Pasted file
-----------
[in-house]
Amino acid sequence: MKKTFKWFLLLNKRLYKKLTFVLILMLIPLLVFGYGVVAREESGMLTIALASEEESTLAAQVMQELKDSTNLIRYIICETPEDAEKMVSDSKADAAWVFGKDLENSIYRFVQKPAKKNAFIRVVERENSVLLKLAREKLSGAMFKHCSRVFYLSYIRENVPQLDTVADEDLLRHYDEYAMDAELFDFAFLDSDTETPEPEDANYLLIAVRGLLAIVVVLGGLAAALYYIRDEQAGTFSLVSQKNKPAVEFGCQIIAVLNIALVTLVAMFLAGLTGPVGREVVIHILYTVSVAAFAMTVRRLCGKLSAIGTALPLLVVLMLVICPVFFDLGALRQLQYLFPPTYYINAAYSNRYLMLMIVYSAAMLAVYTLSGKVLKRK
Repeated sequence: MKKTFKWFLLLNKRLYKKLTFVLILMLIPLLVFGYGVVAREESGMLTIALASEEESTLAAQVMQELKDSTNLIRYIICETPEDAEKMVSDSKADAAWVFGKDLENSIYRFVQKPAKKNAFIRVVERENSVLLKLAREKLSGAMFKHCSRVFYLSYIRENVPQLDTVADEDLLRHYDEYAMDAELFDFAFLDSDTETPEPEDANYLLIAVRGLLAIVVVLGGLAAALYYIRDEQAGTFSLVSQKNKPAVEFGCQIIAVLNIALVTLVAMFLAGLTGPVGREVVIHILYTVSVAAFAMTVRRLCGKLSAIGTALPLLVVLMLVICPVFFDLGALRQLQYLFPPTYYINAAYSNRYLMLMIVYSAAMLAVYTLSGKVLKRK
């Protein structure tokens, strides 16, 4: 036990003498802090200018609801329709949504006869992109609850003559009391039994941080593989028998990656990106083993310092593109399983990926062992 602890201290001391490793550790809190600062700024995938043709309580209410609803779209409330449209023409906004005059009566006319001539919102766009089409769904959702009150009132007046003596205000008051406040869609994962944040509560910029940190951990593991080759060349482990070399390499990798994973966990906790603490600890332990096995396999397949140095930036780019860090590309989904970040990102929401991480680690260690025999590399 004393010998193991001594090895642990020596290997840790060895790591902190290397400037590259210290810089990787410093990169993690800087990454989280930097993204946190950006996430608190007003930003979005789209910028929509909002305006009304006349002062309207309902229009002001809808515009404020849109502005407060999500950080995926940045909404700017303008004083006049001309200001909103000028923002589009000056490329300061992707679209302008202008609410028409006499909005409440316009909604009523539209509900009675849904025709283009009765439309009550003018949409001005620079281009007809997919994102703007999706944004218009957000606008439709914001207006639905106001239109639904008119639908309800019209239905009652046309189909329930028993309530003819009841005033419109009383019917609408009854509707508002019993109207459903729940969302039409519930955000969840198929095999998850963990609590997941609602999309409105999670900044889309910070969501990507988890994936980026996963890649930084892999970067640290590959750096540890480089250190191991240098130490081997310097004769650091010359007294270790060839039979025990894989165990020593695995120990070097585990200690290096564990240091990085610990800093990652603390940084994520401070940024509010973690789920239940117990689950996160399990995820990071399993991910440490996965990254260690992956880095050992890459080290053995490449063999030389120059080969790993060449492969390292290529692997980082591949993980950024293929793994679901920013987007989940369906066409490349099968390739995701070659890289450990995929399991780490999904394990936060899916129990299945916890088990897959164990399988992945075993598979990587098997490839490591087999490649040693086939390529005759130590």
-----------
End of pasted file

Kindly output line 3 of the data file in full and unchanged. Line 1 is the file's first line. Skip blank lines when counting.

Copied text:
Repeated sequence: MKKTFKWFLLLNKRLYKKLTFVLILMLIPLLVFGYGVVAREESGMLTIALASEEESTLAAQVMQELKDSTNLIRYIICETPEDAEKMVSDSKADAAWVFGKDLENSIYRFVQKPAKKNAFIRVVERENSVLLKLAREKLSGAMFKHCSRVFYLSYIRENVPQLDTVADEDLLRHYDEYAMDAELFDFAFLDSDTETPEPEDANYLLIAVRGLLAIVVVLGGLAAALYYIRDEQAGTFSLVSQKNKPAVEFGCQIIAVLNIALVTLVAMFLAGLTGPVGREVVIHILYTVSVAAFAMTVRRLCGKLSAIGTALPLLVVLMLVICPVFFDLGALRQLQYLFPPTYYINAAYSNRYLMLMIVYSAAMLAVYTLSGKVLKRK